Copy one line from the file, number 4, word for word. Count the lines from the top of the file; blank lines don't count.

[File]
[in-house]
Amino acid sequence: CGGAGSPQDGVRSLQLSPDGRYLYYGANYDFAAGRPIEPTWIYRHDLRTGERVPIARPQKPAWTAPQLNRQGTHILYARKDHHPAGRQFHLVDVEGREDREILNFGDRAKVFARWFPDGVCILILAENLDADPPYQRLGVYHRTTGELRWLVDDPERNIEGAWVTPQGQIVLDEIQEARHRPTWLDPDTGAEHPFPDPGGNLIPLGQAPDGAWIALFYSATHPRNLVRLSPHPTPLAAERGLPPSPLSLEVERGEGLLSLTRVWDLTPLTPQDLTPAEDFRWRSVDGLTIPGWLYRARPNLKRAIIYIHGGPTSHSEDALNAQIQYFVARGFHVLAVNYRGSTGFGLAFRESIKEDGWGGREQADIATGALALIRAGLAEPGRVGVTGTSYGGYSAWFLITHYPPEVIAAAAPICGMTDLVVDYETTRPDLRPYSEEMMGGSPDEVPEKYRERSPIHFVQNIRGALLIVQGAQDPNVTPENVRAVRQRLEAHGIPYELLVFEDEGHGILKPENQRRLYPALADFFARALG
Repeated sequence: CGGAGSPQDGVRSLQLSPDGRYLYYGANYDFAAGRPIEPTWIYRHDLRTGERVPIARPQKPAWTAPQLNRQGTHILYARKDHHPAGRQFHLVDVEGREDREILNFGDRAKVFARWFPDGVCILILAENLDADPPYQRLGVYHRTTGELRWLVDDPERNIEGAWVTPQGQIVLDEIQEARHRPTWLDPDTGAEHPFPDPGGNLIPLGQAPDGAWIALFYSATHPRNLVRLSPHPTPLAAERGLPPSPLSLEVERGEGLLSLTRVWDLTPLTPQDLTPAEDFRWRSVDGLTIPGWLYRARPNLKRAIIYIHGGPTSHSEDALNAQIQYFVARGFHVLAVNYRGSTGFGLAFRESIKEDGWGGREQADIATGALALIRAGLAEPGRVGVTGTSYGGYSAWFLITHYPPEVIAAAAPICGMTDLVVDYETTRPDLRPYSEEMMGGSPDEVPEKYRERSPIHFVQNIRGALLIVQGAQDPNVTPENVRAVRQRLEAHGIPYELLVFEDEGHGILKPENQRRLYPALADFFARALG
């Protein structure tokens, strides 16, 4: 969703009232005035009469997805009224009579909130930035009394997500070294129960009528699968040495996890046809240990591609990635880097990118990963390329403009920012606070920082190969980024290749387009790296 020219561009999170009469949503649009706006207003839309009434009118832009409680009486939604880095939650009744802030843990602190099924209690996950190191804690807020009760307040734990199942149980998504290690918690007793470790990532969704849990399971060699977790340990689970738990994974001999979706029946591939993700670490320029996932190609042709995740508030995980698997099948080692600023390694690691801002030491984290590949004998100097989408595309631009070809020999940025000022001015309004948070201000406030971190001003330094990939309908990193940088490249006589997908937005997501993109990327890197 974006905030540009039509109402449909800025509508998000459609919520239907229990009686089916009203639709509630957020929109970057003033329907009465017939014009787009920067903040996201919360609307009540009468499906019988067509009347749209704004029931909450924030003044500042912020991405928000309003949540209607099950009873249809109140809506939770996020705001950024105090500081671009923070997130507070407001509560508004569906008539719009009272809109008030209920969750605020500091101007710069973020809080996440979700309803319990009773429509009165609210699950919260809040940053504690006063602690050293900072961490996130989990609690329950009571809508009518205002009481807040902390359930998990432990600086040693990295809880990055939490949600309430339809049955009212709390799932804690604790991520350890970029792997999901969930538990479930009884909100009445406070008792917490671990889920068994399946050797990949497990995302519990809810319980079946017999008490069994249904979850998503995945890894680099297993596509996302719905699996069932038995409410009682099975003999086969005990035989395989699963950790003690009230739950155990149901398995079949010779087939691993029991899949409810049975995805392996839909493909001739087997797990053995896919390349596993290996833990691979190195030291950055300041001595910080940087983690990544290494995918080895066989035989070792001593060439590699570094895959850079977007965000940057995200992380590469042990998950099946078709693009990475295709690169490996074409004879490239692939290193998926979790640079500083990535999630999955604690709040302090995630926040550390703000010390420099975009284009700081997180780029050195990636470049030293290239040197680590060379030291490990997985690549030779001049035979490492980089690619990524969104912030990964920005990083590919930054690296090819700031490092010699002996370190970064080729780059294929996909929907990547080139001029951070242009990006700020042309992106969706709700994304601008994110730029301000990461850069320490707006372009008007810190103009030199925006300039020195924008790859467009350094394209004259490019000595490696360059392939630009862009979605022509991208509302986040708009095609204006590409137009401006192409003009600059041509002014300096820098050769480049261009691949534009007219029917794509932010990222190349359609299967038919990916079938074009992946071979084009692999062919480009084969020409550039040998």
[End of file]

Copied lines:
């Protein structure tokens, strides 16, 4: 969703009232005035009469997805009224009579909130930035009394997500070294129960009528699968040495996890046809240990591609990635880097990118990963390329403009920012606070920082190969980024290749387009790296 020219561009999170009469949503649009706006207003839309009434009118832009409680009486939604880095939650009744802030843990602190099924209690996950190191804690807020009760307040734990199942149980998504290690918690007793470790990532969704849990399971060699977790340990689970738990994974001999979706029946591939993700670490320029996932190609042709995740508030995980698997099948080692600023390694690691801002030491984290590949004998100097989408595309631009070809020999940025000022001015309004948070201000406030971190001003330094990939309908990193940088490249006589997908937005997501993109990327890197 974006905030540009039509109402449909800025509508998000459609919520239907229990009686089916009203639709509630957020929109970057003033329907009465017939014009787009920067903040996201919360609307009540009468499906019988067509009347749209704004029931909450924030003044500042912020991405928000309003949540209607099950009873249809109140809506939770996020705001950024105090500081671009923070997130507070407001509560508004569906008539719009009272809109008030209920969750605020500091101007710069973020809080996440979700309803319990009773429509009165609210699950919260809040940053504690006063602690050293900072961490996130989990609690329950009571809508009518205002009481807040902390359930998990432990600086040693990295809880990055939490949600309430339809049955009212709390799932804690604790991520350890970029792997999901969930538990479930009884909100009445406070008792917490671990889920068994399946050797990949497990995302519990809810319980079946017999008490069994249904979850998503995945890894680099297993596509996302719905699996069932038995409410009682099975003999086969005990035989395989699963950790003690009230739950155990149901398995079949010779087939691993029991899949409810049975995805392996839909493909001739087997797990053995896919390349596993290996833990691979190195030291950055300041001595910080940087983690990544290494995918080895066989035989070792001593060439590699570094895959850079977007965000940057995200992380590469042990998950099946078709693009990475295709690169490996074409004879490239692939290193998926979790640079500083990535999630999955604690709040302090995630926040550390703000010390420099975009284009700081997180780029050195990636470049030293290239040197680590060379030291490990997985690549030779001049035979490492980089690619990524969104912030990964920005990083590919930054690296090819700031490092010699002996370190970064080729780059294929996909929907990547080139001029951070242009990006700020042309992106969706709700994304601008994110730029301000990461850069320490707006372009008007810190103009030199925006300039020195924008790859467009350094394209004259490019000595490696360059392939630009862009979605022509991208509302986040708009095609204006590409137009401006192409003009600059041509002014300096820098050769480049261009691949534009007219029917794509932010990222190349359609299967038919990916079938074009992946071979084009692999062919480009084969020409550039040998």